Slovenia is truly a gem in the heart of Europe. Our rich natural and cultural pieces of heritage are under protection of UNESCO. Find out which Slovenian gems are pieced together in the mosaic of world heritage.
The Convention Concerning the Protection of the World Cultural and Natural Heritage protects the cultural and natural heritage of outstanding universal value for all nations and humanity as a whole. Among over 1,000 sites four Slovenian sites are included – two natural and two cultural sites.
Škocjan Caves is located in the Slovenian mysterious kart region, where you will surely find no shortage of natural wonder. Škocjan Caves which with the largest underground canyon in Europe were the first in Slovenia to be entered on the UNESCO World Natural and Cultural Heritage List. The Škocjan Caves were entered on UNESCO’s list of world heritage sites on 28 November 1986. The Škocjan Caves are, above all, a natural phenomenon of global significance, ranking side by side with the Grand Canyon, the Great Barrier Reef, the Galapagos Islands, Mount Everest, and others. The Škocjan Caves are a unique natural phenomenon, the creation of the Reka River. The Reka River springs from below the Snežnik plateau and flows some fifty-five kilometers on the surface. After reaching the Karst, that is the limestone surface, the river not only deepens its riverbed through erosion but also by means of corrosion – it dissolves the limestone.
Krokar virgin forest
The Krokar virgin forest is an example of untouched primeval forest in the heart of the well-preserved forests of the Kočevje region, which are also part of the Natura 2000 network in Slovenia. It should be noted that Slovenia features 14 primeval forests occupying an area of 540 hectares. The Krokar primeval forest covers an area of 74 hectares. Its history dates back to the time of the last Ice Age. These are virgin forests located at the heart of the Kočevje’s forest area, which is part of the Natura 2000 natural monuments network.
Snežnik-Ždrolce primeval forests
Snežnik-Ždrolce primeval forests are part of UNESCO heritage ancient and primeval beech forests of the Carpathians and other regions of Europe, are located not far away in the forests of Notranjska and Kočevsko. Ancient beech forests, which secured their spot in the UNESCO list with their preservation, also rustle in the Snežnik Ždrolce Reserve. Both reserves are part of the protected Natura 2000 network.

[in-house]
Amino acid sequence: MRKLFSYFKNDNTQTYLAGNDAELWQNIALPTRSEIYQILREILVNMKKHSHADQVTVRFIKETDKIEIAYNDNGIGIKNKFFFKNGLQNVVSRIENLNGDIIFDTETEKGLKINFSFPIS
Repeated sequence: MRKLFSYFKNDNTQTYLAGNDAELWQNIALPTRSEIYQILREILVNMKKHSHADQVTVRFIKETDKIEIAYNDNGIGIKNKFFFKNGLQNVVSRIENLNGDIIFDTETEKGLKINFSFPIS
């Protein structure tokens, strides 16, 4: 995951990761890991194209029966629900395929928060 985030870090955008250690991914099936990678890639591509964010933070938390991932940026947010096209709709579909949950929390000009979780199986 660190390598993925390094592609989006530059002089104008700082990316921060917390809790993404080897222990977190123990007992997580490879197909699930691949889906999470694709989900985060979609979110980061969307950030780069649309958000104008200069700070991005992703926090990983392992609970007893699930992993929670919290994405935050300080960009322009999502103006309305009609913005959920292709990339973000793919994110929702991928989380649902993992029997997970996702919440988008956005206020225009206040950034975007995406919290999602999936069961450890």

The oldest Slovenian mining town that had supplied the entire world with this valuable liquid metal offers remnants of the rich mercury heritage at every step. Yet a completely new world opens up when you enter the mysterious depths of Idrija underground. Mercury heritage in Idrija, together with Almadén in Spain, has global recognition: it features on the UNESCO World Heritage List. It is open for tours during which you can learn about old mining methods. What is more, there is also a mining dwarf waiting to surprise you. Numerous attractions in Idrija are connected with the mining heritage and the life of the former mining families: from the surprising technical heritage maintained by the museum at Gewerkenegg Castle to the tradition of original lace making. Let yourselves be charmed by the half-a-millennium-long history of Idrija mercury!
Slovenia is one of the countries safekeeping the protected world heritage of the prehistoric pile dwellings around the Alps. Around 40 locations with remnants of piles have been discovered in the Ljubljana Marshes; nine piles in two groups are included on UNESCO lists. The most important find is a 5,200-year-old wheel, which is considered to be the oldest wooden wheel with an axle in the world. Findings related to the pile-dwelling culture are on display in various museums, and the Ljubljana Marshes is a landscape park, where you can explore the natural features of the marshy area near Ljubljana.